What happiness you will feel when you are brought to the throne of the Blessed Virgin Mary, Mother of God, advocate of sinners and your mother also! How beautiful she is! So beautiful is she that you would gladly be blind all your life just for this one look at her. You will fall prostrate at her feet, kiss the hem of her garments and with gratitude you will cry out, “By your aid I am now in paradise: you have been so kind to me in my wanderings and now you have brought me to this unmerited glory.” What joy must it not be to see Mary, to hear her speak in the musical words of heaven! She will embrace and caress you. Then from the throne of Mary there is but a step to that of her divine Son, Jesus. Yes, you shall behold Jesus, living in a holy and glorious humanity. What rays of light and of glory will shine forth from that countenance! If a hundred suns were to unite their glorious rays they would not be comparable to the glory of the face of Christ.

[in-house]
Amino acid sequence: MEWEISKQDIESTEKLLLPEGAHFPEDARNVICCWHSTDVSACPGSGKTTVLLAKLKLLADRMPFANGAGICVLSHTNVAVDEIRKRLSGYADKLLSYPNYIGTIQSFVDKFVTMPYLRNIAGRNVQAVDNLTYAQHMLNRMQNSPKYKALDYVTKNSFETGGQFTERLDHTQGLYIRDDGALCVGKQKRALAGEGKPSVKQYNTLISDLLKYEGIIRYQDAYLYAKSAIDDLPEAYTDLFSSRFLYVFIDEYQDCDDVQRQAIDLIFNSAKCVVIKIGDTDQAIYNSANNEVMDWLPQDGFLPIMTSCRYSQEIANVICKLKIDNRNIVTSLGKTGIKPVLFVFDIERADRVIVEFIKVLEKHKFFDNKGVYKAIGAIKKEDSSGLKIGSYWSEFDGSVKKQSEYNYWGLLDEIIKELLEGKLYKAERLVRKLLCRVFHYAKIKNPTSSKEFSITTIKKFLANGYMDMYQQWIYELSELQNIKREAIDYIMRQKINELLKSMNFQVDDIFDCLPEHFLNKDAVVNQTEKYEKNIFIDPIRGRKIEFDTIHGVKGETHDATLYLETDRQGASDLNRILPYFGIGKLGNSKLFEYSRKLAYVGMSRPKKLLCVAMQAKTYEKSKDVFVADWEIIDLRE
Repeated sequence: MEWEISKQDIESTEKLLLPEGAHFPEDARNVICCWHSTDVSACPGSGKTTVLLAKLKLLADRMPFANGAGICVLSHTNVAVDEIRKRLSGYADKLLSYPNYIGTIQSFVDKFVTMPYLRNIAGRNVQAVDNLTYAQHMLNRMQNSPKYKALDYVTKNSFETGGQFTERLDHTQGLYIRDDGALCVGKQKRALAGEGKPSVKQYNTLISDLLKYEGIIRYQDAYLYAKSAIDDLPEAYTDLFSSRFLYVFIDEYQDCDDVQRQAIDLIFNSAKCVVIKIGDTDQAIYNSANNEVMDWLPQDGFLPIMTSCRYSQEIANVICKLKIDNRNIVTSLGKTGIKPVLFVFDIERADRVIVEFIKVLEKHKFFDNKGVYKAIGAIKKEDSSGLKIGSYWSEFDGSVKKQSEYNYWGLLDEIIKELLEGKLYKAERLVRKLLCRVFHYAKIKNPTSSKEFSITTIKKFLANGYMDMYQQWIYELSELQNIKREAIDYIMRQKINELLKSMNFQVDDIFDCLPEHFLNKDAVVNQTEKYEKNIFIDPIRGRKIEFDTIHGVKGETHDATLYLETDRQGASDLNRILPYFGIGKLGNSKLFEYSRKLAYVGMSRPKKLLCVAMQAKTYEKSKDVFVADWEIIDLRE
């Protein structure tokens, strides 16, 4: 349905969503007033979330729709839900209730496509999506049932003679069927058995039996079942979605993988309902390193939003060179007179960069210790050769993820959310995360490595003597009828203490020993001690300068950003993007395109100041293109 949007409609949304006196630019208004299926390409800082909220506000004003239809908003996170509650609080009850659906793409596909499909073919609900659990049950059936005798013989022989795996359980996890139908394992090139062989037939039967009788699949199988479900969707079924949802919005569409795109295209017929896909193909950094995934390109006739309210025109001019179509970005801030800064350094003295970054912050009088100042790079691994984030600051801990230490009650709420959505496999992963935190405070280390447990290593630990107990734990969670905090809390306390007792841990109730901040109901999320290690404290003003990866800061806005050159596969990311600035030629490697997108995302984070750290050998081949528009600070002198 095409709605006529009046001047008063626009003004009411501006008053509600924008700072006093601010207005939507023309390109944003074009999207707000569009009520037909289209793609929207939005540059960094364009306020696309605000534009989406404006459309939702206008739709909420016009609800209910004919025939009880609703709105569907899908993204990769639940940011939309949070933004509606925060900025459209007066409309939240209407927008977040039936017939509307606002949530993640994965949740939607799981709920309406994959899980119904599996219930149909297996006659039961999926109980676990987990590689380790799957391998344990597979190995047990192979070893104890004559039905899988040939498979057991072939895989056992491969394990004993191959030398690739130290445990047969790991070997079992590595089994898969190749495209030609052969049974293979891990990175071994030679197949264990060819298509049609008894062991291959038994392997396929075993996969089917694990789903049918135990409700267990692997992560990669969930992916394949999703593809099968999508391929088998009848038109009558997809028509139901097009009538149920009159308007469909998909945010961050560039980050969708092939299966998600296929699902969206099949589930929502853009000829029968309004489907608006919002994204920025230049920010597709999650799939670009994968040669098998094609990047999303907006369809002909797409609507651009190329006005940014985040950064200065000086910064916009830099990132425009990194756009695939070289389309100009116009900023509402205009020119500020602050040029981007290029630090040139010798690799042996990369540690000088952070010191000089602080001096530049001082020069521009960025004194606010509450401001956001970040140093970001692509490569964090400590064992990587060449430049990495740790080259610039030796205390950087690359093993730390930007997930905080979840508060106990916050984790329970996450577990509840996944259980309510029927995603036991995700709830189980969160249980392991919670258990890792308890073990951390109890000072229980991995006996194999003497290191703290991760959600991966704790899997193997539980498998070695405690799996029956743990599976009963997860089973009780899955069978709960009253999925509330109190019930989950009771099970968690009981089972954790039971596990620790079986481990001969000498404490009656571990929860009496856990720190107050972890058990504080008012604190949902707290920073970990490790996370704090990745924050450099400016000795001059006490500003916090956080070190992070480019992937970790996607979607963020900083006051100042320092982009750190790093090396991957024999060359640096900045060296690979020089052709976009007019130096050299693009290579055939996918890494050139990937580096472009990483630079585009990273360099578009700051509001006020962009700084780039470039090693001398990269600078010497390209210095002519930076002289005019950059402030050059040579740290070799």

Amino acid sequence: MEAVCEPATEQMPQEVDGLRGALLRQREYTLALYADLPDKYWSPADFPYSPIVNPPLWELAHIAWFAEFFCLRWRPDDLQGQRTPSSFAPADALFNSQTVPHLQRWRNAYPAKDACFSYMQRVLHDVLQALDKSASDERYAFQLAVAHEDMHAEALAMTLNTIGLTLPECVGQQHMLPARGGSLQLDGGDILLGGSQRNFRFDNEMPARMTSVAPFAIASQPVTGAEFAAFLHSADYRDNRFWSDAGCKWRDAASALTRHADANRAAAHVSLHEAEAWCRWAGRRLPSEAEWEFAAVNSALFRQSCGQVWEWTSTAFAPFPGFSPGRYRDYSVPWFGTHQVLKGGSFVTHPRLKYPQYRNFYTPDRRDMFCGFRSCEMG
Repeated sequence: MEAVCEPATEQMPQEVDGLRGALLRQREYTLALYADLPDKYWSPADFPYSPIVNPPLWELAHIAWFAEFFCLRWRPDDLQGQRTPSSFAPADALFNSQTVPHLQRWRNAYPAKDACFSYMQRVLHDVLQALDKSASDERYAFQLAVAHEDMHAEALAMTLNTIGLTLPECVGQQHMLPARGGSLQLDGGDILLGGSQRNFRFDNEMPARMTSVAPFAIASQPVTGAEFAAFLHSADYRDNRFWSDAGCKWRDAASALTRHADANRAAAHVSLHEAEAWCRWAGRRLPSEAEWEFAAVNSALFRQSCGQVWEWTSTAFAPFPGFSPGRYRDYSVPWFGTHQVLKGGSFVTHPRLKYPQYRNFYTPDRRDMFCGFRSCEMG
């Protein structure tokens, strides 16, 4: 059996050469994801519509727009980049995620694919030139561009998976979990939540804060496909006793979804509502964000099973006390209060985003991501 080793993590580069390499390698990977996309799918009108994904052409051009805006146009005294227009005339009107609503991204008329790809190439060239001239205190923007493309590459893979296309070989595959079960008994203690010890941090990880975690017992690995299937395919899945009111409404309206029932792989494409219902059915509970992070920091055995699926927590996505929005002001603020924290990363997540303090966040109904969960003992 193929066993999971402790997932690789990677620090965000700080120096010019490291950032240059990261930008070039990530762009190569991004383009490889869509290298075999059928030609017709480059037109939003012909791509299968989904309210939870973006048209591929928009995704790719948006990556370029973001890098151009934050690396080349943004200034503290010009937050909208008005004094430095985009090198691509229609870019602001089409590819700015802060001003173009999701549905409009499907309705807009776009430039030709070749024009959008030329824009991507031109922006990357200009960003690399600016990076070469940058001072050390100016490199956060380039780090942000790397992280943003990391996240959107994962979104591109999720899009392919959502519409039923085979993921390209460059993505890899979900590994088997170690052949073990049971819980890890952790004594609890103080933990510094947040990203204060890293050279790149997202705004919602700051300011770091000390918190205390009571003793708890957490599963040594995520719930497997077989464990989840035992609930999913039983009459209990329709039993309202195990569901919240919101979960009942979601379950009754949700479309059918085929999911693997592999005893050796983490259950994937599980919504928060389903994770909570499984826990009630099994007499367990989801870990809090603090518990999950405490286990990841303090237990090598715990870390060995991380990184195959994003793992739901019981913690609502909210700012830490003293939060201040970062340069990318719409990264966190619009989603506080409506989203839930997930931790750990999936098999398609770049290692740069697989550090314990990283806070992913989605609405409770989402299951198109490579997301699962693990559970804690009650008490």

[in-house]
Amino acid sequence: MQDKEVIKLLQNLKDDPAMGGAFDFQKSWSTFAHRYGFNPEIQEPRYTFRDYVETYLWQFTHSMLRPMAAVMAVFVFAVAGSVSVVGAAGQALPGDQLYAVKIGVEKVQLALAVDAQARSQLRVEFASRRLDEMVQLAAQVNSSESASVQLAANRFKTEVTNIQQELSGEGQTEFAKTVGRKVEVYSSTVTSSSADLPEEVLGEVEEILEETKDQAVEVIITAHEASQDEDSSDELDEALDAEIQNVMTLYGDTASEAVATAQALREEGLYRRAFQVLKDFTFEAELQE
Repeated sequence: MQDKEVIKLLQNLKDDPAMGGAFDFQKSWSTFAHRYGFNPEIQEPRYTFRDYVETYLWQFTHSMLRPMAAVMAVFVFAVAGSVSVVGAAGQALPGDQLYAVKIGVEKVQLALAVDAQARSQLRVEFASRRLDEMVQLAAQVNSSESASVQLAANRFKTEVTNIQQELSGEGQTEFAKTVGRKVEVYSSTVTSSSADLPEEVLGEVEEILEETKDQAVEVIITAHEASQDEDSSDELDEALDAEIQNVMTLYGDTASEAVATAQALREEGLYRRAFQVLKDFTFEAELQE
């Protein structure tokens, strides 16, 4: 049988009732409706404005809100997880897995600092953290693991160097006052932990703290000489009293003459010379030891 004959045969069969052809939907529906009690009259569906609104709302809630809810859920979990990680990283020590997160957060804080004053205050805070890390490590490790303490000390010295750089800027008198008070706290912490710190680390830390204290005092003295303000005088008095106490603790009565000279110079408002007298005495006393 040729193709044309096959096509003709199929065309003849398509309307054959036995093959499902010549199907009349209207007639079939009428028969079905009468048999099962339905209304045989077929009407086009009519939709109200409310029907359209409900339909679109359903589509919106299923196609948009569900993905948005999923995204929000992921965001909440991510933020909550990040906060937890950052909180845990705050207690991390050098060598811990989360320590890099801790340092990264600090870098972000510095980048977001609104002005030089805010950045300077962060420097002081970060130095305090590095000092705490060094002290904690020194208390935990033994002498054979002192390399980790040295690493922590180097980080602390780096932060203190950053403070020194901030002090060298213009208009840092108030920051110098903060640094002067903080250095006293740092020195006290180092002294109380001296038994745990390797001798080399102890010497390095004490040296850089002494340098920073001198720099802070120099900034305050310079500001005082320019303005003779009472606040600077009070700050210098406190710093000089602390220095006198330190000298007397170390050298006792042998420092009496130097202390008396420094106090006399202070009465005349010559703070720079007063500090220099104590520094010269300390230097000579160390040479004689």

It is said of St. Teresa that she once saw in spirit for a moment the sacred and adorable humanity of Our Lord, and was so enraptured by the vision that the sun in its meridian appeared pale and without warmth in comparison to Him. From here you will be conducted to the throne of the Blessed Trinity, and you will fix your gaze on the centre of all good, the fountain of all beatitude, the abyss of inaccessible light. To see God! Yes, this is the very essence of the glory and happiness of all eternity! You will be lost in ecstasy for the torrent of joy which will inundate your soul. You will see God, you will love Him, you will possess Him; as St. Augustine tells us, “You shall see the happiness of God, you will be rich with His riches.” But when shall that blessed day dawn when we shall be in heaven? It will come, my dear young people, very soon, as soon as this life is over. We all wish to go to heaven–that is our general desire. But remember the inscription that will be seen at the portals of paradise, and which concerns you very much: “This is no place for dogs who are filthy, no place for the impure, the revengeful–in short, no place for the sinner. The innocent alone and those of a pure heart may enter.” Can you even bear the thought in your mind that this happiness is not for you, that the blood of the Redeemer was shed for you in vain, and that He will not open the gates of heaven for you? Our Lord once said to St. Catharine of Sienna, after having made her feel a little of the happiness of paradise, ” See, My daughter, of what great happiness the sinner deprives himself, and to what dreadful torments he is blindly rushing.” Keep your eyes always on heaven, my dear young people; that is your fatherland, your inheritance, your kingdom: rouse yourselves to serve Our Lord faithfully, to practise good works courageously, to avoid evil, and rather suffer death than renounce heaven.